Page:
I think I’m getting the hang of nothing! The fifteen minutes of nothingness has now become a practice of twenty minutes each day, and I stuck to it this week. Of course they don’t call it “practice” for nothing – my mind is ever busy wandering from obsession to preoccupation and back again. But it seems I’m a bit less discouraged now, and looking forward to sitting in meditation rather than dutifully forcing myself to. And I’m able to be more relaxed about noticing thoughts and letting them go.
Joy, however, still seems like a reward being withheld until I’ve satisfied a few prerequisite chores. Don’t get me wrong, I am beginning to find the process satisfying and comforting, but I’m wondering where the joy is in this Joy Diet. Nothing? Truth? It seems like the first couple of menu items are not as obviously joyful as what’s coming: Desire, Creativity, Risk, Treats, Play, Laughter, Connection, Feasting.
The week of Truth has revealed some of my monsters lurking in the deep. While I appreciate that being honest with ourselves is a necessity, why do the questions in this “menu item #2” focus on hurt and pain? I hope the next chapter will address the positive side of our truth, rather than only what we’re unhappy about. Some of the monsters revealed this week? I’m not good enough, I can’t live up to the hype, I’m feeling overwhelmed, I should have learned to play the piano, I am scattered and can’t focus, I am lazy and unmotivated. I get it when Martha Beck says, “If you make a habit of this, you’ll find that your ‘bad’ feelings are exactly the ones that you most need to explore. The feeling you think is bad beyond belief may be the only teacher in the universe from whom you can learn genuine goodness.” If my “pains” are coming more from my stories than about reality, I can more easily realize that I’m free to leave suffering behind. Sounds good to me. Martha Beck suggests we flip the pain-story, “trying permutations and explanations for it until you feel the open, satisfying sense that you’ve stumbled upon a story more true than the one you’ve been using to hurt yourself.” Again, this seems like sensible and good medicine, getting us to a greater truth than the original pain-story. But joy?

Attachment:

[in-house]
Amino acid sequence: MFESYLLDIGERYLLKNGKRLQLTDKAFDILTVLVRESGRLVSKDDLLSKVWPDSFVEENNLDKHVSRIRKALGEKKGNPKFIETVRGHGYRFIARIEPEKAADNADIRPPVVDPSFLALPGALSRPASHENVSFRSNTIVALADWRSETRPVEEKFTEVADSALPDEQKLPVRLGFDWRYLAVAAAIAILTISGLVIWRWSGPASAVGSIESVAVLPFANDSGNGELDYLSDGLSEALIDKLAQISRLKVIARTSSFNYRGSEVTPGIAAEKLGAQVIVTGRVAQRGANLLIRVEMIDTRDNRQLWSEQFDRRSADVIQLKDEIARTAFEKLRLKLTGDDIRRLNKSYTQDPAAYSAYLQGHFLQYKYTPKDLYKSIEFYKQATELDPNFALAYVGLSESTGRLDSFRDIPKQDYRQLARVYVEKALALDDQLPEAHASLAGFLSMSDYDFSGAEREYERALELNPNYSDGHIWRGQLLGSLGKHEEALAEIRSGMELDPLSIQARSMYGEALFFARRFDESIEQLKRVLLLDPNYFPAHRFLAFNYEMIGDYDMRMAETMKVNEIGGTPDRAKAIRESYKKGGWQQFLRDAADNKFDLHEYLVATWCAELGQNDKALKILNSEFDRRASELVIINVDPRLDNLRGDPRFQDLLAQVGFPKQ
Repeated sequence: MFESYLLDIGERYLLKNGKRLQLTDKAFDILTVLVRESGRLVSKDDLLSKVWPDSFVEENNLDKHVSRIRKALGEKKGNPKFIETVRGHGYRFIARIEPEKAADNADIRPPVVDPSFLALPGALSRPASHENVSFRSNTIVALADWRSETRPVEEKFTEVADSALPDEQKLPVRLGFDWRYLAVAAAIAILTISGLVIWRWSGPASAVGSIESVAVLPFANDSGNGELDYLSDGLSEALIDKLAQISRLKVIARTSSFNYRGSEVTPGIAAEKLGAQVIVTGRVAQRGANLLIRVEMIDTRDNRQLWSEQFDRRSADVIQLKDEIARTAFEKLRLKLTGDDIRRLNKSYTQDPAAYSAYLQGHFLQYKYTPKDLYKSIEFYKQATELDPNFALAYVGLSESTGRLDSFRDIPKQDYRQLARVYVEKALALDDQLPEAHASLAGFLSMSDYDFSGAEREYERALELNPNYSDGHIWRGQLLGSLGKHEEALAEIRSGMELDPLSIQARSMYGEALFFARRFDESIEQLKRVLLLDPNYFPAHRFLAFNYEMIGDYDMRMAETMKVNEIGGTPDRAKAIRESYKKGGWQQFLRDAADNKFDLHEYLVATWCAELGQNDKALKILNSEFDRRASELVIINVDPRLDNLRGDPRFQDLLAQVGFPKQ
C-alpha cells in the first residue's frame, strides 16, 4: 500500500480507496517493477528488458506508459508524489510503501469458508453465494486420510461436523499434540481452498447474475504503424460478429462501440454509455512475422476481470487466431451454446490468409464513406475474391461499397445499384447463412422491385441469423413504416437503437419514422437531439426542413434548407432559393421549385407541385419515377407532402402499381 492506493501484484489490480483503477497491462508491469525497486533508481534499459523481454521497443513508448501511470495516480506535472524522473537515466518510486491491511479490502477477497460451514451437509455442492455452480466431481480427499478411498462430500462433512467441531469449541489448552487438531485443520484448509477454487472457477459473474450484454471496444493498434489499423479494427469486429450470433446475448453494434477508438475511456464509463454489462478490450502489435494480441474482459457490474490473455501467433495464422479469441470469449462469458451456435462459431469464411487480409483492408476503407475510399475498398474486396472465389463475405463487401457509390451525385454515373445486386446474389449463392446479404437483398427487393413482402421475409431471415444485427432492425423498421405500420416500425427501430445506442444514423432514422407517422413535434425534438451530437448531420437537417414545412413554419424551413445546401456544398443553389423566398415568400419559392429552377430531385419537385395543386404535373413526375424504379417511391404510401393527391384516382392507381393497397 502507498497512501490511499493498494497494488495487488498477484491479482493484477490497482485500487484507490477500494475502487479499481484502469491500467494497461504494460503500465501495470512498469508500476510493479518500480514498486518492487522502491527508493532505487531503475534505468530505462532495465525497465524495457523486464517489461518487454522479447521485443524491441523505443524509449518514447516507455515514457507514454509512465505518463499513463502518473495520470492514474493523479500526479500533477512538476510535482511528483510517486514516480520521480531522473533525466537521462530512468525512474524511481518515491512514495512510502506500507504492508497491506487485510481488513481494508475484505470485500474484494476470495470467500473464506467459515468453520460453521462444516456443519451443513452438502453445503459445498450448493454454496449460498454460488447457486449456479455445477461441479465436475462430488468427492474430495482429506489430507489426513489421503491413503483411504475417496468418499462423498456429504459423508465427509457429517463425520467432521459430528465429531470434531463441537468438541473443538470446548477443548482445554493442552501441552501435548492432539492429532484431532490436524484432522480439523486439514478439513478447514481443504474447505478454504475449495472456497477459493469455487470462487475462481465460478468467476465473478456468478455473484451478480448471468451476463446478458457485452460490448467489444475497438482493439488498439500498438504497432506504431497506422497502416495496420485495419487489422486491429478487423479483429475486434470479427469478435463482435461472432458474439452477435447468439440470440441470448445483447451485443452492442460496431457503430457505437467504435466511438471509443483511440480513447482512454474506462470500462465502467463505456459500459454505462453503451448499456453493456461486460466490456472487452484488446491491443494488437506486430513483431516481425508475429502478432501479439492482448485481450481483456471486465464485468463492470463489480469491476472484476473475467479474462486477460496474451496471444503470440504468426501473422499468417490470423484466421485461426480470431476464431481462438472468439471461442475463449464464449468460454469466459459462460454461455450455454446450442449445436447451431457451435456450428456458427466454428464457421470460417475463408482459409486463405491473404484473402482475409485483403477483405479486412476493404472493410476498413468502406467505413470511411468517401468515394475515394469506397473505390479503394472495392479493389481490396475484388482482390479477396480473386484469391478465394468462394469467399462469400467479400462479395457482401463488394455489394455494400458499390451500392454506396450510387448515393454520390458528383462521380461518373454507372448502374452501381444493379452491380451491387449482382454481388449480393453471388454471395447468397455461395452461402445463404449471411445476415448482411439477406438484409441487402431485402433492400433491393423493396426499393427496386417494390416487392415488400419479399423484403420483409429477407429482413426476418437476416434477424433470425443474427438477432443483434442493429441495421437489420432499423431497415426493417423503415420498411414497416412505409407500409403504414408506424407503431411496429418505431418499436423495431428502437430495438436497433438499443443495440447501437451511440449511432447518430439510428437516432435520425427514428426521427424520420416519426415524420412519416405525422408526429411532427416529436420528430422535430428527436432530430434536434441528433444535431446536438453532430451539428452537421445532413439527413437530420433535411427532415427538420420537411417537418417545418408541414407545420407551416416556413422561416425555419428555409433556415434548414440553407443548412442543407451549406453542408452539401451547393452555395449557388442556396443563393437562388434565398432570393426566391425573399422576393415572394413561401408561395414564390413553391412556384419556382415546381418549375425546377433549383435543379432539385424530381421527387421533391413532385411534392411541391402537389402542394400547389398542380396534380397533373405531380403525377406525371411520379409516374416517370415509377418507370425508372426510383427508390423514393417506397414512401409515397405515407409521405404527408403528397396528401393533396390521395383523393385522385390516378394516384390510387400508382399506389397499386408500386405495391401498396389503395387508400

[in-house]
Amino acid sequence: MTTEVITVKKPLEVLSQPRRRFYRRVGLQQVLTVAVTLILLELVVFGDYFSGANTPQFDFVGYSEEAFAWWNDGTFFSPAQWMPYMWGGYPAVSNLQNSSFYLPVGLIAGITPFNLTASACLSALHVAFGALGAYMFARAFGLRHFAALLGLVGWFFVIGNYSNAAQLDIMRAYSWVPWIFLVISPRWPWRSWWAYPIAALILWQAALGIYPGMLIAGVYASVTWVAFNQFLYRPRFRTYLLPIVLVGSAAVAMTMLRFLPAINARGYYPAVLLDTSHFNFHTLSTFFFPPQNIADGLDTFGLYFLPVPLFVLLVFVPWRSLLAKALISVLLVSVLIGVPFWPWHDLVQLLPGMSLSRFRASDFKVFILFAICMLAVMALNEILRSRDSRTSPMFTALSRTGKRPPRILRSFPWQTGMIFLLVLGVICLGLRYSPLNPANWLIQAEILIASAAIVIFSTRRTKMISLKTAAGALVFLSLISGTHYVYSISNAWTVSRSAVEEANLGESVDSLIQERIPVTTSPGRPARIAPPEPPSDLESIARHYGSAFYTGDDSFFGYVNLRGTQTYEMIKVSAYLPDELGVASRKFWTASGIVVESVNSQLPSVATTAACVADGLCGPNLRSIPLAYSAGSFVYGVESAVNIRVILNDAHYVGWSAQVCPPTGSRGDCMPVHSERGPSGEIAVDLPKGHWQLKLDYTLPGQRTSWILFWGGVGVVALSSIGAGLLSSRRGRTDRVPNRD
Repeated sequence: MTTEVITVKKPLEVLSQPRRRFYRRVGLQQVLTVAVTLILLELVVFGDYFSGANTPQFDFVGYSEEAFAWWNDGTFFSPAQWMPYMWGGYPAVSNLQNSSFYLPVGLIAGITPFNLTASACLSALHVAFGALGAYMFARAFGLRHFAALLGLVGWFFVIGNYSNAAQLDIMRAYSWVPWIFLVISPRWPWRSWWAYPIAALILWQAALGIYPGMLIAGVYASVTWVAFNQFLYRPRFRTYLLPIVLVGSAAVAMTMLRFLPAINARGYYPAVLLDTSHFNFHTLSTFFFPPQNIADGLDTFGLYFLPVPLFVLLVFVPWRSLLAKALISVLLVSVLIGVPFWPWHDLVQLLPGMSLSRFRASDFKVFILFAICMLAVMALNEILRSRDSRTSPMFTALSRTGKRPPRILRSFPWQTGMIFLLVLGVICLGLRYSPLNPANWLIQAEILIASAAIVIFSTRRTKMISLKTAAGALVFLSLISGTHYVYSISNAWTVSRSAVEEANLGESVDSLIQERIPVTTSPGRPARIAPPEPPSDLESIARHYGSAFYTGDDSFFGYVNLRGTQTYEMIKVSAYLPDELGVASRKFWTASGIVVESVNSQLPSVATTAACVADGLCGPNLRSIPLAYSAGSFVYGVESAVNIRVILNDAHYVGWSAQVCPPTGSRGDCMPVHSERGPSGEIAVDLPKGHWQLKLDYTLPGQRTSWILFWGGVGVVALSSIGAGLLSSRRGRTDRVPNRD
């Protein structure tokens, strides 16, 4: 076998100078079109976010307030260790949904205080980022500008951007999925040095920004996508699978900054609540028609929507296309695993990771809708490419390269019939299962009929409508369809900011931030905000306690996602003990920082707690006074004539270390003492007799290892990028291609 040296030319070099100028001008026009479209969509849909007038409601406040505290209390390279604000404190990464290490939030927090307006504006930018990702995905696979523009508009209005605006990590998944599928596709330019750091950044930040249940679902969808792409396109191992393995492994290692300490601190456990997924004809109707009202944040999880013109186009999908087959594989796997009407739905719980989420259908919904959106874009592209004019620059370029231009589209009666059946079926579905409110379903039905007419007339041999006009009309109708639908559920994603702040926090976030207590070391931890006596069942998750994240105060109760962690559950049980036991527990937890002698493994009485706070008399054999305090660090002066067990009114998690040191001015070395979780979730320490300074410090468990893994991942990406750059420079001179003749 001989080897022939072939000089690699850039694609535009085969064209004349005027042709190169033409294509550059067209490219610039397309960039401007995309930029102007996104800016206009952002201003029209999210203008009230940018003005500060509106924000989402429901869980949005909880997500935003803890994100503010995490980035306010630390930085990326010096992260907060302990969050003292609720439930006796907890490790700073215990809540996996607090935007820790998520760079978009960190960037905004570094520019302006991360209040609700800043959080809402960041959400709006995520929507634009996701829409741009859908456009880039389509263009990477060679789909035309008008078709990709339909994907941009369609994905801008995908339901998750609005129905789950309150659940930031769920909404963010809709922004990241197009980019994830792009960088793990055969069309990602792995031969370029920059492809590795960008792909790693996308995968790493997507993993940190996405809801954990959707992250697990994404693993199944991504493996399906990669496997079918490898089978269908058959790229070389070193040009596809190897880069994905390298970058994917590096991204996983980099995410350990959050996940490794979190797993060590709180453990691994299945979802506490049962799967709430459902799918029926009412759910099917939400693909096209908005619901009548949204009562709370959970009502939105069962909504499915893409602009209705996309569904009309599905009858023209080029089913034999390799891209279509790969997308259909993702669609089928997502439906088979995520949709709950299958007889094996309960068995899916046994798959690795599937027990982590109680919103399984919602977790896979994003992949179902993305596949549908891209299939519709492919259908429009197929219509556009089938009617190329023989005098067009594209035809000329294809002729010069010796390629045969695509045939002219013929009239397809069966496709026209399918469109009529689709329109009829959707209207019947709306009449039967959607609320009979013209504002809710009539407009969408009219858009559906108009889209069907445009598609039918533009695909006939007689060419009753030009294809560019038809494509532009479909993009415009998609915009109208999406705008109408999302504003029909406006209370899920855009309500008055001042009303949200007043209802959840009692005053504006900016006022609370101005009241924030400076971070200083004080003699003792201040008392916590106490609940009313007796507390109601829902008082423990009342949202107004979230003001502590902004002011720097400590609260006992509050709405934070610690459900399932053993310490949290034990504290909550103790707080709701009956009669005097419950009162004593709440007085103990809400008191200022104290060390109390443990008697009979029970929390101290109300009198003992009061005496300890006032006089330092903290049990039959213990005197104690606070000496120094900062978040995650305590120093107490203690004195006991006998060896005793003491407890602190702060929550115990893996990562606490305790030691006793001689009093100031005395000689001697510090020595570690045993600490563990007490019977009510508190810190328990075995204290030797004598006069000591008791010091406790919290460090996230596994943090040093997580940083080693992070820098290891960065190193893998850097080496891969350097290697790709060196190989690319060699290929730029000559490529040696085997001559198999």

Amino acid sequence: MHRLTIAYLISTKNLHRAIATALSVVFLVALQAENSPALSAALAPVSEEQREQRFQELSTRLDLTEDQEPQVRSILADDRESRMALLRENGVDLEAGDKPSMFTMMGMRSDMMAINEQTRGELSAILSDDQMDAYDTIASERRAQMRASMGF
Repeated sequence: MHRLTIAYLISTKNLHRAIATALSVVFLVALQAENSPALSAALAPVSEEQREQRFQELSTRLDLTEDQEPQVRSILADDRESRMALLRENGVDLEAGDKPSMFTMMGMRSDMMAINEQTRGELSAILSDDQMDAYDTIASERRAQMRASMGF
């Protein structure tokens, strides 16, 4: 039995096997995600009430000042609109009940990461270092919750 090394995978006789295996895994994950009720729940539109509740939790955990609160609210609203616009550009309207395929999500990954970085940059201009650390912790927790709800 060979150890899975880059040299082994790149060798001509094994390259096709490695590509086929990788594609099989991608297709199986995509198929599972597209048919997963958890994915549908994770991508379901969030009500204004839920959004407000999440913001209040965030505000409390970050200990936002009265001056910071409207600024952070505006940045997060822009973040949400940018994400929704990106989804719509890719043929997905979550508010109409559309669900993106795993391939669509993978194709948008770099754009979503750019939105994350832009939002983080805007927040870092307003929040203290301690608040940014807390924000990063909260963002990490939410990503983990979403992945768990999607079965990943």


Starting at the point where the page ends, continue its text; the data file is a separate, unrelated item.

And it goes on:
I did feel a little soothed by offering compassion to myself with the phrases: “May I be happy. May I be well. May I be free from suffering.” But beyond that I’m not quite sure how to care for my “inner lying scumbag.” As suggested I also tried thinking of things I could do to bring more love into the world. Unfortunately, while I can think of a good number of actions that fit that description, I don’t comprehend how this would heal my wounds and pains. Maybe, like last week’s Nothing, I need to practice more and try to remember what Martha says:
“It is the truth that offers us this freedom, the freedom to test what we are taught, to accept what we feel in our hearts, to believe what we know in our bones, and to love ourselves – including the worst aspects of ourselves – until we see through enough of our illusions to discover who we were really meant to be. At this point, we will have dismantled the biggest lie, the most profound denial of all: the denial of our own inestimable power and value.”